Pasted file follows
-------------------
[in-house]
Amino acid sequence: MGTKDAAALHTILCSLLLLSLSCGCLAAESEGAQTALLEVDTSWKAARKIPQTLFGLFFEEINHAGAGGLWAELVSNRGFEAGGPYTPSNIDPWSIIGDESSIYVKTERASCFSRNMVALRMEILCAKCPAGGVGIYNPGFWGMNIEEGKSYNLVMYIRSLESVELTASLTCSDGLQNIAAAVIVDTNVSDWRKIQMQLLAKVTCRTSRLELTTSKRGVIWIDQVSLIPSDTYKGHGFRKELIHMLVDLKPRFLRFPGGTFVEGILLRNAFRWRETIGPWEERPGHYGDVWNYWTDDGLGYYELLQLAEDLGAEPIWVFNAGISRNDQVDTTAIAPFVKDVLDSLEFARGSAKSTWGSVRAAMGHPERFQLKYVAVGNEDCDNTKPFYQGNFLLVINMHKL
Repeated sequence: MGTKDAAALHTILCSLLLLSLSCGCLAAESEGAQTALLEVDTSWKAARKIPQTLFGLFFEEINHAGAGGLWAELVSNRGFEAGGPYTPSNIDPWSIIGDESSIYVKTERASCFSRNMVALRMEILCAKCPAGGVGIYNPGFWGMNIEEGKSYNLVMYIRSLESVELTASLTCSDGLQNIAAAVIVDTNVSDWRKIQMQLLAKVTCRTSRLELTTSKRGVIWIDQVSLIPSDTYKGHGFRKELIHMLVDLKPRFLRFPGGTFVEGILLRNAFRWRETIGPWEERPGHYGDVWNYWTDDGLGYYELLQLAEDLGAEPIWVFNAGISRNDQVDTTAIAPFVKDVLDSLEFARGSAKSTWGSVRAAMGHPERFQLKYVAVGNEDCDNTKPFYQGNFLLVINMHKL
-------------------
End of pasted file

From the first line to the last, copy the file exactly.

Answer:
[in-house]
Amino acid sequence: MGTKDAAALHTILCSLLLLSLSCGCLAAESEGAQTALLEVDTSWKAARKIPQTLFGLFFEEINHAGAGGLWAELVSNRGFEAGGPYTPSNIDPWSIIGDESSIYVKTERASCFSRNMVALRMEILCAKCPAGGVGIYNPGFWGMNIEEGKSYNLVMYIRSLESVELTASLTCSDGLQNIAAAVIVDTNVSDWRKIQMQLLAKVTCRTSRLELTTSKRGVIWIDQVSLIPSDTYKGHGFRKELIHMLVDLKPRFLRFPGGTFVEGILLRNAFRWRETIGPWEERPGHYGDVWNYWTDDGLGYYELLQLAEDLGAEPIWVFNAGISRNDQVDTTAIAPFVKDVLDSLEFARGSAKSTWGSVRAAMGHPERFQLKYVAVGNEDCDNTKPFYQGNFLLVINMHKL
Repeated sequence: MGTKDAAALHTILCSLLLLSLSCGCLAAESEGAQTALLEVDTSWKAARKIPQTLFGLFFEEINHAGAGGLWAELVSNRGFEAGGPYTPSNIDPWSIIGDESSIYVKTERASCFSRNMVALRMEILCAKCPAGGVGIYNPGFWGMNIEEGKSYNLVMYIRSLESVELTASLTCSDGLQNIAAAVIVDTNVSDWRKIQMQLLAKVTCRTSRLELTTSKRGVIWIDQVSLIPSDTYKGHGFRKELIHMLVDLKPRFLRFPGGTFVEGILLRNAFRWRETIGPWEERPGHYGDVWNYWTDDGLGYYELLQLAEDLGAEPIWVFNAGISRNDQVDTTAIAPFVKDVLDSLEFARGSAKSTWGSVRAAMGHPERFQLKYVAVGNEDCDNTKPFYQGNFLLVINMHKL